You have the strength to fumble with the hose
That delivers calm into your life.

Am I dreaming?

I do not console.
I wait to see if you will live.

When you have caught your breath,
You finish your sentence,
“If you slather both sides of the steak with butter while it’s still warm,
It’s so much better.”

You lick your lips as if you can taste it.

“No thank you,” I say.
And I stab my broccoli with my fork.



To a Lonely Moon Rock in My Garden
By Vickie McEntire

Keeping the dirt in its’ place.
I see you in my garden
With your diamond studded face.

Fall’s fading flow’rs remind me
Of the hands that first lay hold.
“What you got there? Let me see.”
Held up to the sky like gold.
The truth I could not tell him.
Your gravel status I raised.

Many times he has retold
How you landed there that day.

You sparkle now in moonlight.
For a new hand you await.
Hang in there lonely Moon Rock.
A grandchild will come this way.

Sunday, October 23, 2016

The Tale of Maggie

          Every family has its historian, or storyteller. They collect memories like others collect material things. They retell the remembrance to anyone who will listen--sharing timeless events with every new generation. You are a lucky family indeed if they write the stories down, and even more fortunate if they awaken a natural-born storyteller in the next generation.

          Anyone can tell the stories that matter. Anyone can be a writer. First, decide what matters to you. Second, write it down.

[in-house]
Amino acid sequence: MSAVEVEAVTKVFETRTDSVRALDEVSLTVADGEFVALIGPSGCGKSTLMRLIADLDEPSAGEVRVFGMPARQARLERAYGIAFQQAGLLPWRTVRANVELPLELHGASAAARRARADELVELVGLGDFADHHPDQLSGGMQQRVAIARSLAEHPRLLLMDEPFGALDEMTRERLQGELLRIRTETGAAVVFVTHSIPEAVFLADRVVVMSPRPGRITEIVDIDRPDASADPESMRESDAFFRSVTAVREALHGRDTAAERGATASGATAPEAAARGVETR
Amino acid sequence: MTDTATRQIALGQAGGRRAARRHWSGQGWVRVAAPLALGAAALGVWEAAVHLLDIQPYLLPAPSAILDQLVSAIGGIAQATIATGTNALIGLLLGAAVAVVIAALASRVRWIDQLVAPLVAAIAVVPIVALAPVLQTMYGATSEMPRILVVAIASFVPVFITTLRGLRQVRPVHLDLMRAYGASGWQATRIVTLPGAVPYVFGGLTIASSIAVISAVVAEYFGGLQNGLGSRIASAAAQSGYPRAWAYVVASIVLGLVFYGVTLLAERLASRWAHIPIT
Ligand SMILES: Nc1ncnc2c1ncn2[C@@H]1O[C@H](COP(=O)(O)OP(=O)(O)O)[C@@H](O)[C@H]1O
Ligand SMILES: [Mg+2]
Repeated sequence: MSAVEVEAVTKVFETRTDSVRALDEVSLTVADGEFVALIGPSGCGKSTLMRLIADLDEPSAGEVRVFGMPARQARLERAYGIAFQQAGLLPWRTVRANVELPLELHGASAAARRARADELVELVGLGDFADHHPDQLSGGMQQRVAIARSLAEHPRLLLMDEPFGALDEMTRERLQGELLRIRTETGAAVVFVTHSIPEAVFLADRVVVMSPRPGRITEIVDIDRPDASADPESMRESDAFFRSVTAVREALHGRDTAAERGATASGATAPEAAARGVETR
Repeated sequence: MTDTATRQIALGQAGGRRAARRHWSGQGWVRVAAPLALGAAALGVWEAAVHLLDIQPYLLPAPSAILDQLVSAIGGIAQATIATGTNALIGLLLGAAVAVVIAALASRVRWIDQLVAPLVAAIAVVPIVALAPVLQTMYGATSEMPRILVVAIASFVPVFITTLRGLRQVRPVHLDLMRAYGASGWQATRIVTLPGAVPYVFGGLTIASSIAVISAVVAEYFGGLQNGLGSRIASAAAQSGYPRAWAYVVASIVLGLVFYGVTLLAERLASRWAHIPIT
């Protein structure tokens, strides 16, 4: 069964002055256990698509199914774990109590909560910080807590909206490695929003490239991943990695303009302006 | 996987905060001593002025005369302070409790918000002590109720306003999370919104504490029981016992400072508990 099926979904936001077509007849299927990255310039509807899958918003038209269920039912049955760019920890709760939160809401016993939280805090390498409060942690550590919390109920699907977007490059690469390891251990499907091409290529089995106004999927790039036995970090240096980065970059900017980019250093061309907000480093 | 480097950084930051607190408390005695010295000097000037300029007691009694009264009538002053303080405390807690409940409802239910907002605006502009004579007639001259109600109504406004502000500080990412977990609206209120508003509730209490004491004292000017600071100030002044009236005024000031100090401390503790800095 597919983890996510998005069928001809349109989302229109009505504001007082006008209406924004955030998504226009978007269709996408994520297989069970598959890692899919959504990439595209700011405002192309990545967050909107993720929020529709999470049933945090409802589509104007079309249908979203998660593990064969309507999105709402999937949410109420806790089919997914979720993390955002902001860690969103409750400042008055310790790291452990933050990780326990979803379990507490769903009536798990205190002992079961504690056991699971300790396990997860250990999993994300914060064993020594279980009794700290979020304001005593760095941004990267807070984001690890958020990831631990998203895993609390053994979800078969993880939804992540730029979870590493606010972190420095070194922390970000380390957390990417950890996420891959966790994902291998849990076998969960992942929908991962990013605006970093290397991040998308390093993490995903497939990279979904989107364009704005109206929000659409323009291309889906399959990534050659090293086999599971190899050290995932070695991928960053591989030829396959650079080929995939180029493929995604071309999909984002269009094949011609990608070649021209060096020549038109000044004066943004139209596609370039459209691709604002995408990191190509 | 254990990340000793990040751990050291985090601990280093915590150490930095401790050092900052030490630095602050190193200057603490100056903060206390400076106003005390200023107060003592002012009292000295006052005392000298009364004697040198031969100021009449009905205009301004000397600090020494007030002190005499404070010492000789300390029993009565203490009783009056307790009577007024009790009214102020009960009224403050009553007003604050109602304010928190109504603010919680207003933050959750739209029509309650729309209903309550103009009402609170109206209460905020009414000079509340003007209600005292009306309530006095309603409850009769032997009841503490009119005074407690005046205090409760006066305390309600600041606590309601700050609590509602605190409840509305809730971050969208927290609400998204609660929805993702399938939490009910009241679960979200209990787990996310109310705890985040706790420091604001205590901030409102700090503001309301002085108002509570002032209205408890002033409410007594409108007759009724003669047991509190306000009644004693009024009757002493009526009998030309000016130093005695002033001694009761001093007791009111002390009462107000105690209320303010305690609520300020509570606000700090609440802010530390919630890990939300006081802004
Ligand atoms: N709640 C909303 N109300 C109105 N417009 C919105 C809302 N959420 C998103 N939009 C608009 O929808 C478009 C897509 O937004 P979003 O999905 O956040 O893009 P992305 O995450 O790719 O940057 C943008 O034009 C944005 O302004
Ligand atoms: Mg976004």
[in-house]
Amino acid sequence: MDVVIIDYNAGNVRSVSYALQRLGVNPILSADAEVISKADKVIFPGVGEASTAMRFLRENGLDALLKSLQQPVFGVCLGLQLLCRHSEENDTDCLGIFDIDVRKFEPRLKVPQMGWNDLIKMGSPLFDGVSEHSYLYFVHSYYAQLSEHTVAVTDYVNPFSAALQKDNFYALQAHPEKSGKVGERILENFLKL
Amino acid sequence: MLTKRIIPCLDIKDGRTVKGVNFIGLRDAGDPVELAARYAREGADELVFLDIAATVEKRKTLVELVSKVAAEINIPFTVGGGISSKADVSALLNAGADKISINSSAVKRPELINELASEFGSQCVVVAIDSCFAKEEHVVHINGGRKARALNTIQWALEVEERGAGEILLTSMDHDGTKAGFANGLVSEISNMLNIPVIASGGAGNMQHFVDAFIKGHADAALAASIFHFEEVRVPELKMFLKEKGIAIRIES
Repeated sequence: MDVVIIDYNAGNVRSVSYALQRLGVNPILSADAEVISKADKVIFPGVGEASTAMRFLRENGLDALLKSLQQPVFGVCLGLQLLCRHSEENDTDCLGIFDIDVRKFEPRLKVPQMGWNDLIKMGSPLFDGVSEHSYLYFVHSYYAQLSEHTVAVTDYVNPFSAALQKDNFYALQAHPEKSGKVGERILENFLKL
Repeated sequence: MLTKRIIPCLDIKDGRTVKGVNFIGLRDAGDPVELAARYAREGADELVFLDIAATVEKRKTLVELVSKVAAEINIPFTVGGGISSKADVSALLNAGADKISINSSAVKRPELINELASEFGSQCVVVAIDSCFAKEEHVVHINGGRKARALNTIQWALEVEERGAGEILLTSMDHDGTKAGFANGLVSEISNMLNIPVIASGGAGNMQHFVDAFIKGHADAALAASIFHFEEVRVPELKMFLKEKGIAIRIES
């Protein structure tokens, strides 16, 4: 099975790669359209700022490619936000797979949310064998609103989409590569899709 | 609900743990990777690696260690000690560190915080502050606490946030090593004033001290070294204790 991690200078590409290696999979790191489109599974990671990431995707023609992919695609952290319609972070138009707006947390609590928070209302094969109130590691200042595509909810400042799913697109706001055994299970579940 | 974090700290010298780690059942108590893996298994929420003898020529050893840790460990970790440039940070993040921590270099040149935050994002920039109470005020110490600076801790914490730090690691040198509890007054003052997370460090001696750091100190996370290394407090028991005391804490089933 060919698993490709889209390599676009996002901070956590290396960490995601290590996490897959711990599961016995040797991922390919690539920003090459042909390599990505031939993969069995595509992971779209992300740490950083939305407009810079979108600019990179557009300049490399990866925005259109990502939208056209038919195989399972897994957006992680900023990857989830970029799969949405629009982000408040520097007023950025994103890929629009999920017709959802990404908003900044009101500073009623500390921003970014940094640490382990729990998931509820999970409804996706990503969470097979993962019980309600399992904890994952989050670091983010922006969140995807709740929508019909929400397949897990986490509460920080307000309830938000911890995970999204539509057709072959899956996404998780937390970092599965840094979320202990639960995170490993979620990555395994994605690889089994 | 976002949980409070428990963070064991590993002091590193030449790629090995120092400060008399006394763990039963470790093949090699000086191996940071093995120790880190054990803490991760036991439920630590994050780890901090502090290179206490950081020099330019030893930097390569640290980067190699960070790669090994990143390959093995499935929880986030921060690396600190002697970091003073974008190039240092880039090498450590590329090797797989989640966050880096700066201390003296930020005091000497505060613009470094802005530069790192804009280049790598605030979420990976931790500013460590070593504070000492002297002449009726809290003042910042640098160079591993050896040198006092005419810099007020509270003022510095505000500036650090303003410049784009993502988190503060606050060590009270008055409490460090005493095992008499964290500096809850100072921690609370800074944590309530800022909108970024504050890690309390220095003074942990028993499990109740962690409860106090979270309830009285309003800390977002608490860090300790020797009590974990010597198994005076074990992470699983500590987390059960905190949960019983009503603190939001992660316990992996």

At the Harvest Fest in downtown Calhoun yesterday, I met a young writer from the next generation. I was helping at our booth for the Calhoun Area Writers and asked her if she would like to write a story. It took her mere seconds to think of something important in her life to write about. May I introduce you to Whitney and her story, The Tale of Maggie.

           One day we were coming home from church, and my mom saw little eyes on the road. She turned around, and it had already crossed the road once.

          It was raining.
         
          The kitty was drowning in the rain.
         
          We rescued her! We named her Maggie.

          Eight months later she is pampered sitting on the couch.

THE END

        Obviously, Maggie is one lucky cat. Keep telling those stories, Whitney, and write them down. One day you might be signing your name inside the flap of a book, and encouraging the next generation to tell their stories.